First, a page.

LeBron James Passes Childhood Hero Allen Iverson For 22nd On All-Time Scoring List

Allen Iverson, LeBron James
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LeBron James has bettered one of his childhood heroes; just under 8,000 more points to catch the other. With two quick baskets in the opening minutes of his team’s 101-83 win over the New York Knicks on Sunday, the Cleveland Cavaliers superstar usurped future Hall-of-Famer Allen Iverson for 22nd on the all-time scoring list.

James notched the 24,369th point of his career on a layup approximately 90 seconds after tip-off of today’s game at Madison Square Garden. The former Philadelphia 76ers superstar finished his NBA playing days in 2010 having scored 24,368 points – over 6,400 more than any other player standing six-feet or smaller.

Like so many players of his generation, James has expressed frequent admiration for Iverson throughout his career. Before playing the 2013-2014 season-opener against the Sixers, the four-time MVP bestowed lavish praise on the man he called his “second-favorite player growing up” behind Michael Jordan.


“Pound-for-pound, probably the greatest player who ever played,” James said of Iverson, who will retire in a Sixers pregame ceremony ahead of Wednesday’s home opener against the defending champion Heat.


“I watch Jordan more than anybody for sure,” James said in ESPN The Magazine’s NBA Preview Issue. “But I’ll watch tapes of A.I., too. I don’t take anything from A.I.. Well, I do — his will. They say he was 6 feet, but A.I. was like 5-10½. Do we even want to say 160? 170 [pounds]? Do we even want to give him that much weight? And he played like a 6-8 2-guard. He was one of the greatest finishers we’ve ever seen. You could never question his heart. Ever. He gave it his all. A.I. was like my second-favorite player growing up, after MJ.”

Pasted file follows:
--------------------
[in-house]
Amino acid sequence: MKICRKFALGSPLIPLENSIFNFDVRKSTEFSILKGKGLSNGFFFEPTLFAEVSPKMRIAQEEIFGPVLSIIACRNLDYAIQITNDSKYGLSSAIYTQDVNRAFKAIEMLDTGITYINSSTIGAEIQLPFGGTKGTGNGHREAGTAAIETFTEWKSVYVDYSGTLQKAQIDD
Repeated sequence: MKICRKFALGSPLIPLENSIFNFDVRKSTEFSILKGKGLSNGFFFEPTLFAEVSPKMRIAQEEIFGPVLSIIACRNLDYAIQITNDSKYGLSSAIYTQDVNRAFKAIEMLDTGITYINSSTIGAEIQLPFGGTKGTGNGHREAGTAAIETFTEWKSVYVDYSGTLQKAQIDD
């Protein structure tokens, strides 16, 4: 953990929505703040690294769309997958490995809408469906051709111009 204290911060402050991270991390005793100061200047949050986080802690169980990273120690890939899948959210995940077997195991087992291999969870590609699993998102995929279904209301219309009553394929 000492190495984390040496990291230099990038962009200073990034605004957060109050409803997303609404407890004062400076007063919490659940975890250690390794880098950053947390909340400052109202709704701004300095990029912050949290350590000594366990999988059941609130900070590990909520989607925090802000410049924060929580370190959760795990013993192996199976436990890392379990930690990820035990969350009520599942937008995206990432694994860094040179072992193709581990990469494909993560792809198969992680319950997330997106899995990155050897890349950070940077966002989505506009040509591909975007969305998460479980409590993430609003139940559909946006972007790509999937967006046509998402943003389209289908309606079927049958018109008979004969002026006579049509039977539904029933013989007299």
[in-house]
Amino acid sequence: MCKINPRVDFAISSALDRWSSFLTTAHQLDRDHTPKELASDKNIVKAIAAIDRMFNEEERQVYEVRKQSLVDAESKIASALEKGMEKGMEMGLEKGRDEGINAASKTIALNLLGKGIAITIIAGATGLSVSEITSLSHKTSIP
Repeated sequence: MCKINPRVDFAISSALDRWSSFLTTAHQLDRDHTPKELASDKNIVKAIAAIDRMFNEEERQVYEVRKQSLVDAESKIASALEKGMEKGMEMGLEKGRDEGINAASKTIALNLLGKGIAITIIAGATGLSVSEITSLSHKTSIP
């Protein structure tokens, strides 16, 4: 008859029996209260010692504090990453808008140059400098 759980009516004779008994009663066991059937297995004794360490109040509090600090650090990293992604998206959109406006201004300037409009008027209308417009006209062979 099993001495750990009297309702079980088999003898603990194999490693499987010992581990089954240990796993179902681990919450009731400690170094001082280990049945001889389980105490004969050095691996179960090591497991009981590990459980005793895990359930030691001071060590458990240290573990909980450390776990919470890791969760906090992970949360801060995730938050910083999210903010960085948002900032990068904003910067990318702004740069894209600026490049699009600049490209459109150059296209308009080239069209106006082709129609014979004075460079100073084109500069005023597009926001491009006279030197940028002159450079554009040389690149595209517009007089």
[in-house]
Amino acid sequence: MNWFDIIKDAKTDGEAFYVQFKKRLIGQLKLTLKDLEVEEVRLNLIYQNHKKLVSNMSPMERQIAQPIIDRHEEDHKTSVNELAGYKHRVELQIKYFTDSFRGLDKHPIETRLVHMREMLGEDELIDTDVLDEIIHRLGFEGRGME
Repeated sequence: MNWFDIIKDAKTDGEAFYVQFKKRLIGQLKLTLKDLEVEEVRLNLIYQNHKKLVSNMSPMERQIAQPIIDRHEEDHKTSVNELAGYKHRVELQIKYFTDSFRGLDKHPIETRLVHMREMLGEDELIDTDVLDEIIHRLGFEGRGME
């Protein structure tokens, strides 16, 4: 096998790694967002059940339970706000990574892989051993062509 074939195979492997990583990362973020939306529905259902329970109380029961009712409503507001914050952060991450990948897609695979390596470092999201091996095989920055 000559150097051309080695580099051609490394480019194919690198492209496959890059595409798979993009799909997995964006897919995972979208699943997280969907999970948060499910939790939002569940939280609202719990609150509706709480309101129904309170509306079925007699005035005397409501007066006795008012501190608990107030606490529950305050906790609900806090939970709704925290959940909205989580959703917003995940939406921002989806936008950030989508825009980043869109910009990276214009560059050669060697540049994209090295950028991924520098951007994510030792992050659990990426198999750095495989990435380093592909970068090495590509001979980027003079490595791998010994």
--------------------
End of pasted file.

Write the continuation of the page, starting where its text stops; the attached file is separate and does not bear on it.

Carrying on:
Obviously, this isn’t an achievement LeBron will take for granted.

“It’s very, very humbling and it’s an honor to just be named with some of the greats that I watched growing up,” he told ESPN of passing the 2001 MVP.

Iverson seemed proud of his pupil, too:

James needed 889 games to pass Iverson on the scoring list, doing so over 12 and a half seasons. “The Answer” totaled his esteemed mark in 14 seasons and 914 career games.

After retiring in 2010 following a brief reunion with Philadelphia, Iverson is eligible for Hall-of-Fame induction next year. Though we’re not as impressed with A.I.’s playing credentials as many others, that resume coupled with his lasting cultural imprint on the game should make him a relative shoo-in for Springfield.

Next up on the scoring list for LeBron: former Miami Heat teammate and perpetual Cavs free agent target Ray Allen at 24,505. Should James maintain his current scoring rate, he’ll pass basketball’s three-point king next Tuesday versus the Boston Celtics.